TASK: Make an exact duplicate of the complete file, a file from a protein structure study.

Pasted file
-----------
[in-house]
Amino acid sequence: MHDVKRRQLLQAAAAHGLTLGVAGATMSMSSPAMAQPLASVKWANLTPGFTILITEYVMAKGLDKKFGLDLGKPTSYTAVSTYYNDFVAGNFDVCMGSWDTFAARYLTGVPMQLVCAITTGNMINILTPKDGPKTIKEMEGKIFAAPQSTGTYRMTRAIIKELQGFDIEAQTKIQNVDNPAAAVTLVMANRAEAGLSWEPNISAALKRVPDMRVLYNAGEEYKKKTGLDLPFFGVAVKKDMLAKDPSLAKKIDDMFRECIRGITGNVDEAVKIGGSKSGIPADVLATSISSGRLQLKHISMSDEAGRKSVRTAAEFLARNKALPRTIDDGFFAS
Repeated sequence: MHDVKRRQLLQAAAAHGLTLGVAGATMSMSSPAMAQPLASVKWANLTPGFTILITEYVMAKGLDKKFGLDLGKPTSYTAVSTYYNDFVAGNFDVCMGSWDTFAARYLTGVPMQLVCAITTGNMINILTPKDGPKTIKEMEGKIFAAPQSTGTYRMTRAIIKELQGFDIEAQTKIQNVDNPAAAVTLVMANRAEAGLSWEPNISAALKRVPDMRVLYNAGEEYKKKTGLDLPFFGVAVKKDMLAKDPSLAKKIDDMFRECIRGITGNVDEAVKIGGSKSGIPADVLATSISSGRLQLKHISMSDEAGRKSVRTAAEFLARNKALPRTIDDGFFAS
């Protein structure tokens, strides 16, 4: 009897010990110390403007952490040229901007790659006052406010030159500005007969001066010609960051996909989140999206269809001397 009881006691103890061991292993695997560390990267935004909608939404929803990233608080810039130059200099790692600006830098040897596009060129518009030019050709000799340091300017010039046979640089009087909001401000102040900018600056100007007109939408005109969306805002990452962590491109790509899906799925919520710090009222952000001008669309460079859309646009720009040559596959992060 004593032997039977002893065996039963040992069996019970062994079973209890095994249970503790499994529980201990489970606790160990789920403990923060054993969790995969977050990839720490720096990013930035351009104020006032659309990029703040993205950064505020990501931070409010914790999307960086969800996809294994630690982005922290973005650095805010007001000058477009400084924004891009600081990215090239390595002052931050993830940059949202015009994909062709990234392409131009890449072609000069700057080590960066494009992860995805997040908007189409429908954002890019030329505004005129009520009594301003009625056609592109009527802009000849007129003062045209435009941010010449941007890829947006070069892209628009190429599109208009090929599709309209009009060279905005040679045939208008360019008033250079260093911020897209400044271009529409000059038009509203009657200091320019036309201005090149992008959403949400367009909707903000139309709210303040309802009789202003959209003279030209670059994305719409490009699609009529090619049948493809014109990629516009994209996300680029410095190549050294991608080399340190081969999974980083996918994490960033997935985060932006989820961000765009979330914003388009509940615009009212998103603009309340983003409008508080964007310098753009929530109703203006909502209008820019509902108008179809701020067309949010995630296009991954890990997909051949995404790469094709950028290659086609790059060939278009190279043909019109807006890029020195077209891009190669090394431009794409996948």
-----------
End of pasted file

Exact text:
[in-house]
Amino acid sequence: MHDVKRRQLLQAAAAHGLTLGVAGATMSMSSPAMAQPLASVKWANLTPGFTILITEYVMAKGLDKKFGLDLGKPTSYTAVSTYYNDFVAGNFDVCMGSWDTFAARYLTGVPMQLVCAITTGNMINILTPKDGPKTIKEMEGKIFAAPQSTGTYRMTRAIIKELQGFDIEAQTKIQNVDNPAAAVTLVMANRAEAGLSWEPNISAALKRVPDMRVLYNAGEEYKKKTGLDLPFFGVAVKKDMLAKDPSLAKKIDDMFRECIRGITGNVDEAVKIGGSKSGIPADVLATSISSGRLQLKHISMSDEAGRKSVRTAAEFLARNKALPRTIDDGFFAS
Repeated sequence: MHDVKRRQLLQAAAAHGLTLGVAGATMSMSSPAMAQPLASVKWANLTPGFTILITEYVMAKGLDKKFGLDLGKPTSYTAVSTYYNDFVAGNFDVCMGSWDTFAARYLTGVPMQLVCAITTGNMINILTPKDGPKTIKEMEGKIFAAPQSTGTYRMTRAIIKELQGFDIEAQTKIQNVDNPAAAVTLVMANRAEAGLSWEPNISAALKRVPDMRVLYNAGEEYKKKTGLDLPFFGVAVKKDMLAKDPSLAKKIDDMFRECIRGITGNVDEAVKIGGSKSGIPADVLATSISSGRLQLKHISMSDEAGRKSVRTAAEFLARNKALPRTIDDGFFAS
């Protein structure tokens, strides 16, 4: 009897010990110390403007952490040229901007790659006052406010030159500005007969001066010609960051996909989140999206269809001397 009881006691103890061991292993695997560390990267935004909608939404929803990233608080810039130059200099790692600006830098040897596009060129518009030019050709000799340091300017010039046979640089009087909001401000102040900018600056100007007109939408005109969306805002990452962590491109790509899906799925919520710090009222952000001008669309460079859309646009720009040559596959992060 004593032997039977002893065996039963040992069996019970062994079973209890095994249970503790499994529980201990489970606790160990789920403990923060054993969790995969977050990839720490720096990013930035351009104020006032659309990029703040993205950064505020990501931070409010914790999307960086969800996809294994630690982005922290973005650095805010007001000058477009400084924004891009600081990215090239390595002052931050993830940059949202015009994909062709990234392409131009890449072609000069700057080590960066494009992860995805997040908007189409429908954002890019030329505004005129009520009594301003009625056609592109009527802009000849007129003062045209435009941010010449941007890829947006070069892209628009190429599109208009090929599709309209009009060279905005040679045939208008360019008033250079260093911020897209400044271009529409000059038009509203009657200091320019036309201005090149992008959403949400367009909707903000139309709210303040309802009789202003959209003279030209670059994305719409490009699609009529090619049948493809014109990629516009994209996300680029410095190549050294991608080399340190081969999974980083996918994490960033997935985060932006989820961000765009979330914003388009509940615009009212998103603009309340983003409008508080964007310098753009929530109703203006909502209008820019509902108008179809701020067309949010995630296009991954890990997909051949995404790469094709950028290659086609790059060939278009190279043909019109807006890029020195077209891009190669090394431009794409996948």